Vinny Flynn provides a treasure chest you can draw from, again and again, for gems of insight on the Eucharist.
One Year Ago: A Eucharistic Miracle
On June 7, the Church celebrates Corpus Christi Sunday. Exactly one year ago from that day (liturgically speaking), our present "Fr. Joseph, MIC" Fr. Chris Alar, MIC, had an unusually clear glimpse of Jesus' Real Presence in the Eucharist:
... On Corpus Christi Sunday, an incident occurred that helped set the tone for Fr. Chris' trip and his priestly ministry.
Father Chris was leading a Eucharistic procession through the neighborhoods when two young men stopped him in his tracks and shouted vulgarities aimed at the Blessed Sacrament.
"I was at complete peace," Fr. Chris recalls. "All I did was grip the Monstrance tightly because I knew they wanted to desecrate the Eucharist in some way. They threatened me, but they were more concerned with wanting to desecrate the Eucharist. Then one of them grabbed the Monstrance, and the moment he grabbed it, his hand was thrown off the Monstrance, and it appeared to have burned his hands. He gripped his hands in pain. We all saw it. The man then stepped back, and the two of them got out of the way."
Father Chris continues, "God once in awhile gives a sign, and man did He give a sign! I left Canada with a renewed wonder for the truth of the Real Presence in the Blessed Sacrament, and secondly, a renewed love for the Native American people." ...
As it was with Fr. Chris and the monstrance, so was it in the Old Testament with the Ark of the Covenant and the Levitical priests: Only the Levites, the priests who were members of the tribe of Aaron, could touch the Ark of the Covenant.
At that time he [David] said, "No one may carry the ark of God except the Levites, for the LORD chose them to carry the ark of the LORD and to minister to him forever" — 1 Chr 15:2
.When that prohibition was violated, there were consequences.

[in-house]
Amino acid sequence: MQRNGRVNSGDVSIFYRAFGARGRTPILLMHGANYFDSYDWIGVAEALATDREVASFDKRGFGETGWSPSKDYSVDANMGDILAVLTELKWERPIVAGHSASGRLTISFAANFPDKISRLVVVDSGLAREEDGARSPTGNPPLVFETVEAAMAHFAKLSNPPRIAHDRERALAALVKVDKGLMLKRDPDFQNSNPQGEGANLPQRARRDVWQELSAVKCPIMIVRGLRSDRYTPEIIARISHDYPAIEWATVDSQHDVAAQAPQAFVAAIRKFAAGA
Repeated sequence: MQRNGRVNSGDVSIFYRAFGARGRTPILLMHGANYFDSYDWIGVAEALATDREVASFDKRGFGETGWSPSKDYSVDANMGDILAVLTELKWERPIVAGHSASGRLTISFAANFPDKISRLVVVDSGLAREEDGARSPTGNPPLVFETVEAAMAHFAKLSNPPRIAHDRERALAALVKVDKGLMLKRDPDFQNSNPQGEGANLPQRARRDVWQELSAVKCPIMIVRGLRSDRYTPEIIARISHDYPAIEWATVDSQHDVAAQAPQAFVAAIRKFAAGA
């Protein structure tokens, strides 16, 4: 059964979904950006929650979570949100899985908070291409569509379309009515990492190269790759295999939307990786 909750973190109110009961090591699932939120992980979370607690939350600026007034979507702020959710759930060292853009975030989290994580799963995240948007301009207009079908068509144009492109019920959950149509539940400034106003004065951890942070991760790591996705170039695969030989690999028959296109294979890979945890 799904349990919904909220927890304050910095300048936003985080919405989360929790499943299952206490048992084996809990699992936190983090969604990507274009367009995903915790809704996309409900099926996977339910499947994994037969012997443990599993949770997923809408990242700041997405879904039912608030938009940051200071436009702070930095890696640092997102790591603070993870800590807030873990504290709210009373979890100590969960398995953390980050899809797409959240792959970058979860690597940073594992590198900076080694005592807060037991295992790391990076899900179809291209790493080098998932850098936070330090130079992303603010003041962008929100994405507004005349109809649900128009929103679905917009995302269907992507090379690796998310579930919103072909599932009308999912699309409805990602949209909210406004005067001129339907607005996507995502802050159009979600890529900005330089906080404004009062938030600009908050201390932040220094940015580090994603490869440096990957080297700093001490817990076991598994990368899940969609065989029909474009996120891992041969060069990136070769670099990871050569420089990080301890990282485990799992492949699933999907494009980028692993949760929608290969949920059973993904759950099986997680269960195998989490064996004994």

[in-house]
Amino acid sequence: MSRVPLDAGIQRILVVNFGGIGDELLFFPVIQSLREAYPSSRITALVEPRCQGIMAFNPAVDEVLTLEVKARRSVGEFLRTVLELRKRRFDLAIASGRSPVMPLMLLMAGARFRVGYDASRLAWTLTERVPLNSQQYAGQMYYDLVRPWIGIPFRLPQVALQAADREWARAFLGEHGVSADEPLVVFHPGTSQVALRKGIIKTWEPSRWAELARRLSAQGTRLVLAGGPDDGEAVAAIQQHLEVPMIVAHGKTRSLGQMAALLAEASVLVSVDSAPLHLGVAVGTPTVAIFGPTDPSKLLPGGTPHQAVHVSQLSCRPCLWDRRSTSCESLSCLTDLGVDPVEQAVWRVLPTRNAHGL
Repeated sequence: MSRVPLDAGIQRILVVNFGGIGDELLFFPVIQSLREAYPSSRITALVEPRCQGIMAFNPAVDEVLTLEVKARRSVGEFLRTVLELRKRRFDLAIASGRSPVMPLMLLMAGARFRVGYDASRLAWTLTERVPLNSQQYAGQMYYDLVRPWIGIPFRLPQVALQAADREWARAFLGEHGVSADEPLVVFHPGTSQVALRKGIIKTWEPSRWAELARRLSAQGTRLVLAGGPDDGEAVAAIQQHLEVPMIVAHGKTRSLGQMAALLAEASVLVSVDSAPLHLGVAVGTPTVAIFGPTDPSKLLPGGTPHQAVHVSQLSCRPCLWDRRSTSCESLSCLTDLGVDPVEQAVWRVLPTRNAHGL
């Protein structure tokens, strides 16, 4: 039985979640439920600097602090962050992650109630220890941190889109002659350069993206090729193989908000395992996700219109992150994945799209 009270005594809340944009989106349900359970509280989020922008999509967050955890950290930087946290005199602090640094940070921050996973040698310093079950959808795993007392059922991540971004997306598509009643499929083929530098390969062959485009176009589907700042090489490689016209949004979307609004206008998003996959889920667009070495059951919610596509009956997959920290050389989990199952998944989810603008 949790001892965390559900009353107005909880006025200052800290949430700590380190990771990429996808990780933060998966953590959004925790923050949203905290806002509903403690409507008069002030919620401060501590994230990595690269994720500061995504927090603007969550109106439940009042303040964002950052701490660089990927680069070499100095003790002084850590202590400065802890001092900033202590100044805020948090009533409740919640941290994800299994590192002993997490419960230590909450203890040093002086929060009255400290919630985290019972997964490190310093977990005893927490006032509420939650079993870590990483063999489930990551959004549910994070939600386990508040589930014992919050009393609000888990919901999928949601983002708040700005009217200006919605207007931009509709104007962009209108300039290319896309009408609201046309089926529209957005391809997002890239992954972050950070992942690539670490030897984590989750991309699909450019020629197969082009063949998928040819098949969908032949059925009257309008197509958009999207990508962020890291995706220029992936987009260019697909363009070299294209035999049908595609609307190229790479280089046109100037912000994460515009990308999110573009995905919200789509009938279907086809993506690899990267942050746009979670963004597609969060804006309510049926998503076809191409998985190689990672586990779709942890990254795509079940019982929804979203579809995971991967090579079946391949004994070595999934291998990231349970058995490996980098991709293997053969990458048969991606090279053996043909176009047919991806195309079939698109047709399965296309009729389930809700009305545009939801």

As they reached the threshing floor of Nodan, Uzzah stretched out his hand to the ark of God and steadied it, for the oxen were tipping it. Then the LORD became angry with Uzzah; God struck him on that spot, and he died there in God's presence — 2 Sam 6-7.
Now "The LORD is gracious and merciful, slow to anger and abounding in mercy" (Ps 145:8). He does not smite down all those who lay hands wrongly on Jesus in the Eucharist — if that were the case, so many of us would have dropped dead a long time ago for coming forward for communion when we had broken the fast, weren't in the state of grace, or were otherwise ill-disposed to receive! No Satanist would ever have used the Eucharist in their rituals. There is precedent for those who receive the Eucharist wrongly to become ill, and sometimes, even to die (see 1 Cor 11:29-31). Still, that's usually a spiritual death rather than a physical one, but all the more serious for being a spiritual death. We are called to receive communion in the state of grace, having confessed our mortal sins and prayed to properly dispose ourselves for welcoming the Body and Blood of Jesus into the temple of our bodies.
That care, that concern for being ready to welcome Jesus, impresses non-Catholics, including one Marian Helper whom we'll call Martin C. He writes:
The mystery of the Eucharist fascinates me. As a Protestant, I was not taught about the doctrine of transubstantiation — the idea that the bread and wine used in the Eucharist sacramentally become the Body and Blood of Christ — but since a number of close family members are Catholic, I have talked with them at length about the Real Presence of Christ in the Eucharist.
Growing up, I was taught that the bread and wine were everything from a symbol to commemorate Jesus' death to consubstantiation — where Jesus' Body and Blood are seen as coexisting with the bread and the wine. (Martin Luther likened this to the idea of a red-hot iron in a fire — united, but not changed.) So the idea that during each Mass a miracle happens that allows the bread and wine to literally become the Body and Blood of Christ is awe-inspiring.
As my curiosity about the Real Presence grew, I attended a presentation at the National Shrine of The Divine Mercy given by famed scientific researcher Ricardo Castanon who provided evidence that the Real Presence should be taken as a matter of fact. He talked about his findings regarding Eucharistic miracles and, just like Dr. Castanon, who used to be an atheist, I certainly can't argue with scientific proof.
The need to be focused on Jesus, the Passion, and His Suffering are so much more important if you are about to receive Christ's Body and Blood. How could you not be "in the moment" and allow yourself to be nourished spiritually and brought closer to God?
Let us pray this Corpus Christi Sunday and always that we never become complacent about the awe-inspiring mystery of the Real Presence of Jesus in the Eucharist. Let us ask God to help us be open to his grace, and so cooperate with the transformation he wishes to work in our minds, hearts, and souls whenever we receive the Eucharist.